Layer 3 – Network Layer
This layer is incharge of packet addressing , converting logical addresses into physical addresses. It is responsible for the source-to-destination delivery of a packet across multiple networks (links). This layer is also incharge of setting the routing. The packets will use to arrive at their destination, based on factors like traffic and priorities. The network layer determines that how data transmits between the network devices.
If two systems are connected to same link, then there is no need for network layer. And if two systems are attached to different networks with connecting devices like routers between the networks, then there is need for the network layer.
It also translates the logical address into the physical address e.g computer name into MAC address. It is also responsible for defining the route, it managing the network problems and addressing The network layer controls the operation of the subnet, deciding which physical path the data should take based on network conditions, priority of service, and other factors. The X.25 protocols works at the physical, data link, and network layers.
The network layer lies between data link kyer and transport layer. It takes services from Data link and provides services to the transport layer.
Functions of Network Layer:
• Subnet Traffic Control: Routers (network layer intermediate systems) can instruct a sending station to “throttle back” its frame transmission when the router’s buffer fills up.
• Logical-Physical Address Mapping: translates logical addresses, or names, into physical addresses.
• Subnet Usage Accounting: has accounting functions to keep track of frames forwarded by subnet intermediate systems, to produce billing information.
In the network layer and the layers below, peer protocols exist between a node and its immediate neighbor, but the neighbor may be a node through which data is routed, not the destination station. The source and destination stations may be separated by many intermediate systems.
• One of the main responsibilities of network layer is to provide internetworking between different networks.
• It provides logical connection between different types of network.
• It is because of this layer, we can combine various different networks to form a bigger network.
• Large number of different networks can be combined together to from bigger networks or internetwork.
• In order to identify each device on internetwork uniquely, network layer defines an addressing scheme.
• Such an address distinguishes each device uniquely and universally.
• When independent networks or links are combined together to create internet works, multiple routes are possible from source machine to destination machine.
• The network layer protocols determine which route or path is best from source to destination. This function of network layer is known as routing.
• Routes frames among networks.
• The network layer receives the data from the upper layers and creates its own packets by encapsulating these packets. The process is known as packetizing.
• This packetizing in done by Internet Protocol (IP) that defines its own packet format.
• Fragmentation means dividing the larger packets into small fragments.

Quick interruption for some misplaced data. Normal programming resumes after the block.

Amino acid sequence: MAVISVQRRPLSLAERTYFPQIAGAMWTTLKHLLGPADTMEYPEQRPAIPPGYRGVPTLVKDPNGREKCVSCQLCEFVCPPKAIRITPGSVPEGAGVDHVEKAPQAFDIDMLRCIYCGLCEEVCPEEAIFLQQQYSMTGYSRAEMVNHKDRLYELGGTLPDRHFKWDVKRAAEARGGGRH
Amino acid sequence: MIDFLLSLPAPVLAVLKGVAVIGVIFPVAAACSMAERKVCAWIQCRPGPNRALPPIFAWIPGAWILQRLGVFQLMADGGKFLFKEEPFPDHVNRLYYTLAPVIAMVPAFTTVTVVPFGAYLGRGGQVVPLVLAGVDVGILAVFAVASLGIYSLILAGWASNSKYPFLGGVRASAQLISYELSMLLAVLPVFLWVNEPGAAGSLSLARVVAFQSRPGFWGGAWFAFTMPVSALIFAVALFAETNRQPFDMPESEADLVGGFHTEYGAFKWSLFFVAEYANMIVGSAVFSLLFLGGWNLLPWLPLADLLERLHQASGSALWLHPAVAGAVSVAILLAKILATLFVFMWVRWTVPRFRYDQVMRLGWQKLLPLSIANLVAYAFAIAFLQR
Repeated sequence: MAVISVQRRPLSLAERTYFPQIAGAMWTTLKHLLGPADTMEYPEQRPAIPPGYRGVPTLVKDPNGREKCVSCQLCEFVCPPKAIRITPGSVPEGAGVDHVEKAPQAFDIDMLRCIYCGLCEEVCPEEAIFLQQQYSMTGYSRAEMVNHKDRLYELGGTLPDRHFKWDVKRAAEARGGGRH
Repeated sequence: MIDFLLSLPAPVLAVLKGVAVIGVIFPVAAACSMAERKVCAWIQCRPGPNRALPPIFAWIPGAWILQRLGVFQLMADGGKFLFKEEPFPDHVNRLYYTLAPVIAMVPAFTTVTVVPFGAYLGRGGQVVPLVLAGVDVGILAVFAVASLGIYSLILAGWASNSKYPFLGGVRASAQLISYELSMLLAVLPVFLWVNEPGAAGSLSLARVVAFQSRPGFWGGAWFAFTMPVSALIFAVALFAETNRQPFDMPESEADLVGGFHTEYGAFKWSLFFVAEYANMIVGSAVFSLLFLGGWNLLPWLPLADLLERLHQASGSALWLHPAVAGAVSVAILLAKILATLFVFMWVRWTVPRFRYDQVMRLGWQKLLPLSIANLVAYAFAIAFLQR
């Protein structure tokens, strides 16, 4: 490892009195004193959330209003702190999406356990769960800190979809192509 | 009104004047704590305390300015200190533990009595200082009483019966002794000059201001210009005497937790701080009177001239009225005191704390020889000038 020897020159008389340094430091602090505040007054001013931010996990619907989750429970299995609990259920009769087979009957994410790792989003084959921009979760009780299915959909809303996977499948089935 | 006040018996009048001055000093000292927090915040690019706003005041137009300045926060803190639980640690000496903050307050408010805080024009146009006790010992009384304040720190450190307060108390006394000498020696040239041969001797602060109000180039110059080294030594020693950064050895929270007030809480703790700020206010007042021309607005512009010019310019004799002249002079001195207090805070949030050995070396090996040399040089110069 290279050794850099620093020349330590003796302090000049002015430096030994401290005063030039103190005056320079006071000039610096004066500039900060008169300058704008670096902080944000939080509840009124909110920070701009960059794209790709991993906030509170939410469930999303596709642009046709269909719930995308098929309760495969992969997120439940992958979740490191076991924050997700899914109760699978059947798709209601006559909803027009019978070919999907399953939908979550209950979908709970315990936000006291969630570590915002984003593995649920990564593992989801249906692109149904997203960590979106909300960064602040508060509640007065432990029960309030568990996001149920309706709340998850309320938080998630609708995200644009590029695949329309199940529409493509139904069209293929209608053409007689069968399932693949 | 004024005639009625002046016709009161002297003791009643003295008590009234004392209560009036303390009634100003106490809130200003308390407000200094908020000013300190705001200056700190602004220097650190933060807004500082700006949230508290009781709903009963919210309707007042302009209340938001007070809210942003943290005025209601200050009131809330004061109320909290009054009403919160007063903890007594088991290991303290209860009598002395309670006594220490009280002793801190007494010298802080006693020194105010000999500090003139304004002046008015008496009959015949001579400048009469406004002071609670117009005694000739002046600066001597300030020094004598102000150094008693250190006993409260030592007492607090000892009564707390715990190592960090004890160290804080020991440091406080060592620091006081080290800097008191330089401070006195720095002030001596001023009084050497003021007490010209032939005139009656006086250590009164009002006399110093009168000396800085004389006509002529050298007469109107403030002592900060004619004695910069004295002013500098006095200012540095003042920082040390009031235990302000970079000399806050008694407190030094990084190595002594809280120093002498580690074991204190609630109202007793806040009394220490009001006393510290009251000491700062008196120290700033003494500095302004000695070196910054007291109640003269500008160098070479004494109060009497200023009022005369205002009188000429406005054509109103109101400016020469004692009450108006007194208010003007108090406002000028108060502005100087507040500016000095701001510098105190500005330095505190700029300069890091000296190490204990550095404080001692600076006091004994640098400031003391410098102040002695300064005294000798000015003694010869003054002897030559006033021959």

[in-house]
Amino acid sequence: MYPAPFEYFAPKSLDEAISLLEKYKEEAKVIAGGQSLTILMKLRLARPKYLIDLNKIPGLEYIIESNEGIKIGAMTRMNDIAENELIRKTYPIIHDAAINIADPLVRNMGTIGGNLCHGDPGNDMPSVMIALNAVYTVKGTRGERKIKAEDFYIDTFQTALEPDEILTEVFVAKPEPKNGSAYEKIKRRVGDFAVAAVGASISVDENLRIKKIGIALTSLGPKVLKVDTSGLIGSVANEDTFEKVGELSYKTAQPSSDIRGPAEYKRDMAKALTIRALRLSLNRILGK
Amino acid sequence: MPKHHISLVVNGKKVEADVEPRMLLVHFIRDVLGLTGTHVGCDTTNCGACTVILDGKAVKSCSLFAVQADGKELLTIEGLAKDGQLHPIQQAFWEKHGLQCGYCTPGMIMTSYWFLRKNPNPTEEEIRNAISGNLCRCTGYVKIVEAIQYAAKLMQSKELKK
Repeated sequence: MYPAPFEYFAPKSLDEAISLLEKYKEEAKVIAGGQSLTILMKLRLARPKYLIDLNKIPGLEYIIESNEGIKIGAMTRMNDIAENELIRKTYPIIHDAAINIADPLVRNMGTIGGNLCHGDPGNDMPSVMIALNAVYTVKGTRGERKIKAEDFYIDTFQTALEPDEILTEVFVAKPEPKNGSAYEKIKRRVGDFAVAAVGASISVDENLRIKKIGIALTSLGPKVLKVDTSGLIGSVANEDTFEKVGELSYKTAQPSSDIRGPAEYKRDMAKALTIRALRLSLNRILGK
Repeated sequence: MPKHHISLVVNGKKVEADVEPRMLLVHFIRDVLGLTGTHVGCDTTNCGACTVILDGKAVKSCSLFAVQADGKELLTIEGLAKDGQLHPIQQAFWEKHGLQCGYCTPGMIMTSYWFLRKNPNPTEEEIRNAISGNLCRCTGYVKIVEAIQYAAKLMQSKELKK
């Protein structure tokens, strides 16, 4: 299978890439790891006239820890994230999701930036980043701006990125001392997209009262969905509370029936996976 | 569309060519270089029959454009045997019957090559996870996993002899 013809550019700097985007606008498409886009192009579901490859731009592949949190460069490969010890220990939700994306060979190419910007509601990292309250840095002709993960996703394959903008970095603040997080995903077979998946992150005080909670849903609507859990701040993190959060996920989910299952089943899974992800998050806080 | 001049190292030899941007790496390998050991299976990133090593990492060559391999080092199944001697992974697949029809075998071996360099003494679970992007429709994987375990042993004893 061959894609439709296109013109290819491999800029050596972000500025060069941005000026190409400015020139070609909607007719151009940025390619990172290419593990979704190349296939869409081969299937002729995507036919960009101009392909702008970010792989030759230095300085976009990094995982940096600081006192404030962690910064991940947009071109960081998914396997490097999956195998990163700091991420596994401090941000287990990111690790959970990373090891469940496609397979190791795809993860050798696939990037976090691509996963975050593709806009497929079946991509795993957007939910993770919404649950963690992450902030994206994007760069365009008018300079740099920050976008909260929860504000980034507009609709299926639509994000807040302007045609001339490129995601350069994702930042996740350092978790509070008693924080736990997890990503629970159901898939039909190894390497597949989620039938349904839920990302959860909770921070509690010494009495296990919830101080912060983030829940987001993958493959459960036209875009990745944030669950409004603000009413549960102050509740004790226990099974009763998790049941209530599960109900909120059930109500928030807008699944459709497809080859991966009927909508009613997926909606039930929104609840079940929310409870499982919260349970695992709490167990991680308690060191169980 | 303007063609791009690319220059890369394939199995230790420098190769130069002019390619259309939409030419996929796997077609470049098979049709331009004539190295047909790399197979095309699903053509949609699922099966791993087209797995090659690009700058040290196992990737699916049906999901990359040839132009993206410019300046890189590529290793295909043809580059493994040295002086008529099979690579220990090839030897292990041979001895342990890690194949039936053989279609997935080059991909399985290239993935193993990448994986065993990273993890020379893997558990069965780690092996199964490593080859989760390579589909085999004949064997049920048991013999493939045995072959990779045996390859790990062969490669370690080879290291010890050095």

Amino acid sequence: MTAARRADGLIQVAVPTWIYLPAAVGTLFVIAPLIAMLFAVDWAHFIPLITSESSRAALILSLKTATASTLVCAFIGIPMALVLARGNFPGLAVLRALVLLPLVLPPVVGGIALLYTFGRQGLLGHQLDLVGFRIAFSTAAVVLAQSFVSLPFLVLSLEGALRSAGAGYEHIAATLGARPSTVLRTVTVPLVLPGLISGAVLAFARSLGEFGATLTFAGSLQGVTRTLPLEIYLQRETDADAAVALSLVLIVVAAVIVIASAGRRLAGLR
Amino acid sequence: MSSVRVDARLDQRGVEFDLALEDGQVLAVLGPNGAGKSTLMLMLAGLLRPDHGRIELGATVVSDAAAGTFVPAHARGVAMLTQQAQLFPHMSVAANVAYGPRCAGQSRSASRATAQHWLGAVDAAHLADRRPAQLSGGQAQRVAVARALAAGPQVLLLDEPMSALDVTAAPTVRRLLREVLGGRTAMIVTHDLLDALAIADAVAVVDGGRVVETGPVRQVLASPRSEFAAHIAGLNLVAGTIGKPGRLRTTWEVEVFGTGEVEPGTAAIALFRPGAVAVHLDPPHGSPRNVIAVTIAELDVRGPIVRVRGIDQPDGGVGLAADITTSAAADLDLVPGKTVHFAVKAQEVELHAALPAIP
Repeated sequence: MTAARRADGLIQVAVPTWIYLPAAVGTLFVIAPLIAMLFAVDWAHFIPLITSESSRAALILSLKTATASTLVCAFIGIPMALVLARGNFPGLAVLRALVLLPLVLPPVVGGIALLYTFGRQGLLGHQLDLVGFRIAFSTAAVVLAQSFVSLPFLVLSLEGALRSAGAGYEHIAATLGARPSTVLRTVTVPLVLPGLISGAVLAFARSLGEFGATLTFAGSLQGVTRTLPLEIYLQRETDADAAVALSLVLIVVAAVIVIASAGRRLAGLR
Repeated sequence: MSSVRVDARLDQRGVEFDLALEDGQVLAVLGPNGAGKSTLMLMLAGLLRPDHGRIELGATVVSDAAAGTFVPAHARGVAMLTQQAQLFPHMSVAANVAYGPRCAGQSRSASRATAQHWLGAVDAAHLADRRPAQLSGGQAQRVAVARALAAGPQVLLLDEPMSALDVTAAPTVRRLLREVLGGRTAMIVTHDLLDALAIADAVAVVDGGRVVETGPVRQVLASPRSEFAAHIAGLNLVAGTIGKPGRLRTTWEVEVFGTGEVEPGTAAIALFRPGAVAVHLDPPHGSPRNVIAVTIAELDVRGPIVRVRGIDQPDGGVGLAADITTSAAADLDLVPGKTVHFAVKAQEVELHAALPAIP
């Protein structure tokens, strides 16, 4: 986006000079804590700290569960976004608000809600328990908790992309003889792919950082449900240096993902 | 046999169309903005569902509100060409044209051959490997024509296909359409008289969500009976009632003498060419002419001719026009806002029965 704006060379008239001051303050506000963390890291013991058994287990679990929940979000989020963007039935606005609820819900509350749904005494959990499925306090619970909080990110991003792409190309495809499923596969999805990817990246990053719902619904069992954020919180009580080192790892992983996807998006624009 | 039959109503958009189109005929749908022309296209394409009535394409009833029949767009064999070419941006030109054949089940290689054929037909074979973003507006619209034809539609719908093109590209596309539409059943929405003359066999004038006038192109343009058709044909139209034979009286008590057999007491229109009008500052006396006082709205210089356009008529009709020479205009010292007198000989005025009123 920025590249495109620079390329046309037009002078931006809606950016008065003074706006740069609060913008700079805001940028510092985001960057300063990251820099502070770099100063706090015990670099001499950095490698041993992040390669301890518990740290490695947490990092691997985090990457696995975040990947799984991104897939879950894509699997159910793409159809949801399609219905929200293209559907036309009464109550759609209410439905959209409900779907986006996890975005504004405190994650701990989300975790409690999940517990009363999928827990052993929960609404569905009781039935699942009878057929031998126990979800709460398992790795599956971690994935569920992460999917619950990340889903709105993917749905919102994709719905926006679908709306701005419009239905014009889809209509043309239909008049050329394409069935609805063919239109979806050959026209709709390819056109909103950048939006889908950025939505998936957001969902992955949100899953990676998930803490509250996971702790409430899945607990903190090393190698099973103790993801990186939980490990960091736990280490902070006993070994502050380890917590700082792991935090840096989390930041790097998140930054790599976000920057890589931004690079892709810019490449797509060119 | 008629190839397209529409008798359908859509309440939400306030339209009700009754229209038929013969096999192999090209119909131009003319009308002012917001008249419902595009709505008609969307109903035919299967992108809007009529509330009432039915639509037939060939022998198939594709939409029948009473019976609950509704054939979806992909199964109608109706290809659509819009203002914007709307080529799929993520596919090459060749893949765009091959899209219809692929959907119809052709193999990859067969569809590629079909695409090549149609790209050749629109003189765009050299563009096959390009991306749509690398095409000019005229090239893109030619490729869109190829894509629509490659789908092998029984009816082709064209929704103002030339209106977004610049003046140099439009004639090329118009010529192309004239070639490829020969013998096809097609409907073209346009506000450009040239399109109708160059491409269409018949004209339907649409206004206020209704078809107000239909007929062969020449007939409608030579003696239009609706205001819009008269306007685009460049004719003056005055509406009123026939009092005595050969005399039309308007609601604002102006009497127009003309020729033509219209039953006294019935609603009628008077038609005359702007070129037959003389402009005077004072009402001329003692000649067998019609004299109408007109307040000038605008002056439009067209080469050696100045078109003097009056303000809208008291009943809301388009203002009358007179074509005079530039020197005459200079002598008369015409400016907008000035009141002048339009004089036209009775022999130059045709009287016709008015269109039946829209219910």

• The maximum size for a transportable packet in defined by physical layer protocol.
• For this, network layer divides the large packets into fragments so that they can be easily sent on the physical medium.
• If it determines that a downstream router’s maximum transmission unit (MTU) size is less than the frame size, a router can fragment a frame for transmission and re-assembly at the destination station.
Protocols: These protocols work on the network layer IP, ICMP, ARP, RIP, OSI, IPX and OSPF.
Layer 2 – Data Link layer
It is responsible for reliable node-to-node delivery of data. It receives the data from network layer and creates frames, add physical address to these frames and pass them to physical layer
The data link layer provides error-free transfer of data frames from one node to another over the physical layer, allowing layers above it to assume virtually error-free transmission over the link. Data Link layer defines the format of data on the network. A network data frame, packet, includes checksum, source and destination address, and data.
The data link layer handles the physical and logical connections to the packet’s destination, using a network interface. This layer gets the data packets send by the network layer and convert them into frames that will be sent out to the network media, adding the physical address of the network card of your computer, the physical address of the network card of the destination, control data and a checksum data, also known as CRC. The X.25 protocols works at the physical, data link, and network layers.
Data Link layer consists of two sub-layers
1. Logical Link Control (LLC) sublayer
2. Medium Access Control (MAC) sublayer
LLC sublayer provides interface between the media access methods and network layer protocols such as Internet protocol which is a part of TCP/IP protocol suite.
LLC sublayer determines whether the communication is going to be connectionless or connection-oriented at the data link layer.
MAC sublayer is responsible for connection to physical media. At the MAC sublayer of Data link layer, the actual physical address of the device, called the MAC address is added to the packet. Such a packet is called a Frame that contains all the addressing information necessary to travel from source device to destination device.
MAC address is the 12 digit hexadecimal number unique to every computer in this world. A device’s MAC address is located on its Network Interface Card (NIC). In these 12 digits of MAC address, the first six digits indicate the NIC manufacturer and the last six digits are unique. For example, 32-14-a6-42-71-0c is the 12 digit hexadecimal MAC address. Thus MAC address represents the physical address of a device in the network.